Everything therefore depends on the Conservative Brexiteers and the DUP. They now face the choice of Michel Barnier’s Brexit or rebellion. They will need to ask themselves some questions: Did they really believe that Britain could leave the European club and continue to use the facilities without paying a membership fee? Did they really think they could continue to elect MEPs to the European Parliament as the Conservative MP Nadine Dorries demanded on last Saturday? Did they really believe they could terminate freedom of movement and still enjoy frictionless trade and unfettered access to the Single Market while restricting the rights of EU citizens in the UK? Did they really believe they would have continued access to EU data bases reserved for members? Or continue to be part of the EU’s Galileo satellite project? Did they really think London would continue to be the home of the EU’s medicines agency? The list of questions is endless. But the debate of the last few days does not suggest that the Brexiteers will ask those questions or demonstrate that they have learnt anything at all. They are trapped in their own ideological experiment and will rebel against the whips. The only question is now many will choose the ‘nays’ lobby.
But their immediate focus appears now to be on bring the Prime Minister down through a vote of confidence. That is a risky strategy for the Brexiteers because if she survives a vote of confidence Theresa May cannot be challenged again for another 12 months. Right now the Brexiteers do not appear to have the votes to bring her down. Should the required 48 votes materialize next week and automatically trigger a vote on a new leader, the government would however be paralysed for weeks. That would bring parliamentary business to a halt and stop the Brexit process in its tracks.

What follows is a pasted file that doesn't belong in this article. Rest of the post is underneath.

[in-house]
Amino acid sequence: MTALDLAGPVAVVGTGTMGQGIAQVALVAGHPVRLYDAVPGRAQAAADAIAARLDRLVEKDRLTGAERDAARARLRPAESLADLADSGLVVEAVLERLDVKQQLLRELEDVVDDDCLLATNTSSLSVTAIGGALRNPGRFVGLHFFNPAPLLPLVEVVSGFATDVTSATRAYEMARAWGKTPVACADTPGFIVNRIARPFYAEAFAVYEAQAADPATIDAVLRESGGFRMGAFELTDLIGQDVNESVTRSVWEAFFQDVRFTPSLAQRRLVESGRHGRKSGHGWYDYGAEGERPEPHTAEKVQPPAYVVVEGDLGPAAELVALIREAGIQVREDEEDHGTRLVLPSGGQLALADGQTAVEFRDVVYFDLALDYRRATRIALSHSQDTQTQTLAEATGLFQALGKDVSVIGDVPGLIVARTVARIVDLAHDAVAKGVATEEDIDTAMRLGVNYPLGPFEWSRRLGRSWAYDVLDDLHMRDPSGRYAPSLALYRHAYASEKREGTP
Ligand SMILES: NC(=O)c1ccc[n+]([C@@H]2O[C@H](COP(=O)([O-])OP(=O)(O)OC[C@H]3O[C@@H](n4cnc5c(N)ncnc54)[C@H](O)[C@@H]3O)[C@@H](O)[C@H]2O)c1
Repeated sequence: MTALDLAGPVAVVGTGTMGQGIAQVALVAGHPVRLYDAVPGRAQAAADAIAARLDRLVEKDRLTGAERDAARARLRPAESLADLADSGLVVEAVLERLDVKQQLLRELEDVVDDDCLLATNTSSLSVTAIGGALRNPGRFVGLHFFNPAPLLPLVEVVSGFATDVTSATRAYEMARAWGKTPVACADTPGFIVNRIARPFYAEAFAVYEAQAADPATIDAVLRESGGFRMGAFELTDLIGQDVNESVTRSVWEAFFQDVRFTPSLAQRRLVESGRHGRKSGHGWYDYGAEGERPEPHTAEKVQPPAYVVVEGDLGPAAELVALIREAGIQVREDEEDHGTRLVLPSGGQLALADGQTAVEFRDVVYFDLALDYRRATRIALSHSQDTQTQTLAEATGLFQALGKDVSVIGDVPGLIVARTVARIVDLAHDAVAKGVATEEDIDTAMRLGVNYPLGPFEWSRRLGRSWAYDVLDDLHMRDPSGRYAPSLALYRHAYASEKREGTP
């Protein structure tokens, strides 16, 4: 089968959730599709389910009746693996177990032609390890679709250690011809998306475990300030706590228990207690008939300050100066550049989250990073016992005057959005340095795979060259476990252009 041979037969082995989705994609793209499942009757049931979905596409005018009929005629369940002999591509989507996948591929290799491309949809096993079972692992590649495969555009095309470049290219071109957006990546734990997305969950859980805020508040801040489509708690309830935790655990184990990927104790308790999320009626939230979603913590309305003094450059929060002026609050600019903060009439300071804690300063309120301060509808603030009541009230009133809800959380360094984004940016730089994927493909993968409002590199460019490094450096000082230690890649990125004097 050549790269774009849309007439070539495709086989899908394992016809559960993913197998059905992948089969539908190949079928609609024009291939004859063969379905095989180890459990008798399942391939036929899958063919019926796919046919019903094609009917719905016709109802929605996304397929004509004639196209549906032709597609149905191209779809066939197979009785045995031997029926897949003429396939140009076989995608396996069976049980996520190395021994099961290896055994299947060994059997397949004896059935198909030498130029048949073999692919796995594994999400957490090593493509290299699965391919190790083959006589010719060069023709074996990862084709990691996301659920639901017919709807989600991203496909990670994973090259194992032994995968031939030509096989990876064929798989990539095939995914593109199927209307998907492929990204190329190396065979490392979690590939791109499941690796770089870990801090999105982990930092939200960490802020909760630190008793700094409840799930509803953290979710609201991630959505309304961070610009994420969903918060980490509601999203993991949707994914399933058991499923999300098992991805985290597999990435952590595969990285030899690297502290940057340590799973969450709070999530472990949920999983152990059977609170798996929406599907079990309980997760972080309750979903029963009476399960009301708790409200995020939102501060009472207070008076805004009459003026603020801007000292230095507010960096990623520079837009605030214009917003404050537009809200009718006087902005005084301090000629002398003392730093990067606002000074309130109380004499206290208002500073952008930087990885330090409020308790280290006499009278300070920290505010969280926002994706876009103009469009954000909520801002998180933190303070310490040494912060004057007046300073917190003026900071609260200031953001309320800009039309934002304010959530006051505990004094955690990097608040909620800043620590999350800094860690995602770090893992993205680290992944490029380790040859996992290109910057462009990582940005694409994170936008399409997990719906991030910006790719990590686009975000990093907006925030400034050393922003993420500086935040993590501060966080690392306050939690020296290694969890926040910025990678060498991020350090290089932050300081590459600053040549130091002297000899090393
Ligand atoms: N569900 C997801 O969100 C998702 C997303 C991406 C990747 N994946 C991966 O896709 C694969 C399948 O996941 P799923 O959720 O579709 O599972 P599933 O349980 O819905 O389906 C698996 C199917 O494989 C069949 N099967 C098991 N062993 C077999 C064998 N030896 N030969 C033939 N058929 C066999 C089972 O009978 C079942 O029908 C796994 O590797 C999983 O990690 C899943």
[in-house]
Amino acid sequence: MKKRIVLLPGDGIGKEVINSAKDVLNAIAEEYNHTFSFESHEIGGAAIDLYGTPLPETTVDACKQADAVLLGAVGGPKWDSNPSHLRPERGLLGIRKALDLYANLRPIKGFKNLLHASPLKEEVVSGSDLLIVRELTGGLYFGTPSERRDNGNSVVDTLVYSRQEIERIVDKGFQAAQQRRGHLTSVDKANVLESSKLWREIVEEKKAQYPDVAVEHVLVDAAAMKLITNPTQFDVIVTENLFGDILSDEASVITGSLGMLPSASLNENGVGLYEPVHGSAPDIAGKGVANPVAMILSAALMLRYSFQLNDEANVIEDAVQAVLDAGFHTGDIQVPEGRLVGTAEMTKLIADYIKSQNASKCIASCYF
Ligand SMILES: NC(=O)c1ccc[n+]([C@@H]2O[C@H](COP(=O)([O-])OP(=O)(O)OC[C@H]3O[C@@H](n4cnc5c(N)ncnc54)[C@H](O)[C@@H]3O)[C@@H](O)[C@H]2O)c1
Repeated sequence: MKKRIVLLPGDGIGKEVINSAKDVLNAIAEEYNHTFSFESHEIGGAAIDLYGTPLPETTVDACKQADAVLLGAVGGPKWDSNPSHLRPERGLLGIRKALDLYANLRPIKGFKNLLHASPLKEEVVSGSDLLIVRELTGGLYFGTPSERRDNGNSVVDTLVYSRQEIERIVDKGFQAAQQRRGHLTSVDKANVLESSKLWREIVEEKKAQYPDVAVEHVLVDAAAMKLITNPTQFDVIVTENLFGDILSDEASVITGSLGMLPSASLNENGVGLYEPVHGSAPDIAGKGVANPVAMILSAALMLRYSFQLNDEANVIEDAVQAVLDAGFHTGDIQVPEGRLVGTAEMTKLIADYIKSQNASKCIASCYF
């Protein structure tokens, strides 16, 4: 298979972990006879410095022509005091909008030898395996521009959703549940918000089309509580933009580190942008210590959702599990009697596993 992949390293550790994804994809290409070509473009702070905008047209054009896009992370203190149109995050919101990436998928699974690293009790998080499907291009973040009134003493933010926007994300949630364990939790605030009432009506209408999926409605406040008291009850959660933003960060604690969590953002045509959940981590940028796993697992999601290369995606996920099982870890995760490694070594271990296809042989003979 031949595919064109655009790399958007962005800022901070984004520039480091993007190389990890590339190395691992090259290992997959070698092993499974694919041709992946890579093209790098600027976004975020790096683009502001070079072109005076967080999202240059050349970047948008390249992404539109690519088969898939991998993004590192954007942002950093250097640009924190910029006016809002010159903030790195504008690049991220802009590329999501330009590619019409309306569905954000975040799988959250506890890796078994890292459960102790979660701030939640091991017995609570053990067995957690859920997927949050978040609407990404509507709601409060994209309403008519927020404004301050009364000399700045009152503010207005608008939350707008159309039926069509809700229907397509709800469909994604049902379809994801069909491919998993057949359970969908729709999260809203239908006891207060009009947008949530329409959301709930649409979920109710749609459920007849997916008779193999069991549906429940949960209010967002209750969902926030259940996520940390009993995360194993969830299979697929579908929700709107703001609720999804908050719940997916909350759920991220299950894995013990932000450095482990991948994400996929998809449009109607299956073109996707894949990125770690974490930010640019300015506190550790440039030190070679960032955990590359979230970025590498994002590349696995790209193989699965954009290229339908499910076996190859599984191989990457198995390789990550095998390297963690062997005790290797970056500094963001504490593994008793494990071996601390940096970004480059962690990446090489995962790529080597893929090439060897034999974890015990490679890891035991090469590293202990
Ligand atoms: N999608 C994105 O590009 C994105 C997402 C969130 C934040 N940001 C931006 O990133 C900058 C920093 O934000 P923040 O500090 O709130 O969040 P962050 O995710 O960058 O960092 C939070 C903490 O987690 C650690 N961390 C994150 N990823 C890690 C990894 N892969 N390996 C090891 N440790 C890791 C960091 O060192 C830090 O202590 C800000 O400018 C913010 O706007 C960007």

If Theresa May survives a rebellion, but the final Withdrawal Agreement is rejected in parliament, there will be three choices: MPs could ask the government to renegotiate, to opt for no deal or to call for a People’s Vote. Brussels will not however renegotiate. This is the best deal the EU is willing to give the UK. There is a clear majority in the House of Commons against a no deal or chaotic Brexit. And so a People’s Vote remains the only viable option, should the deal be voted down.
While Theresa May has previously rejected a People’s Vote it may suddenly appear a more viable option for survival after a parliamentary defeat than calling a general election. A second vote could easily be justified with the mounting evidence of Russian interference in the June 2016 vote.
But would a People’s Vote lead to a reversal of the decision at the referendum in 2016? Its proponents insist it must contain the option ‘remain’. It would have to be held well before the elections to the European Parliament currently scheduled for May 2019, which in itself would be a huge challenge even if the decision were taken today. And there is no guarantee that the result would reverse the June 2016 vote. Opinion polls currently show a lead for ‘Remain’ of 54-46 percent. But that – given the depth and intensity of the recent debate about the disadvantages of leaving the EU – is a desperately close margin.
Having been fooled once, there is a substantial risk that the British might be fooled again by promises of cake by unscrupulous politicians fired up by the rightwing tabloid press. But it is a risk that has to be taken because the consequences of Brexit could be so damaging that the responsibility must be given to voters. If the Withdrawal Agreement is voted down, a People’s Vote is the only way forward.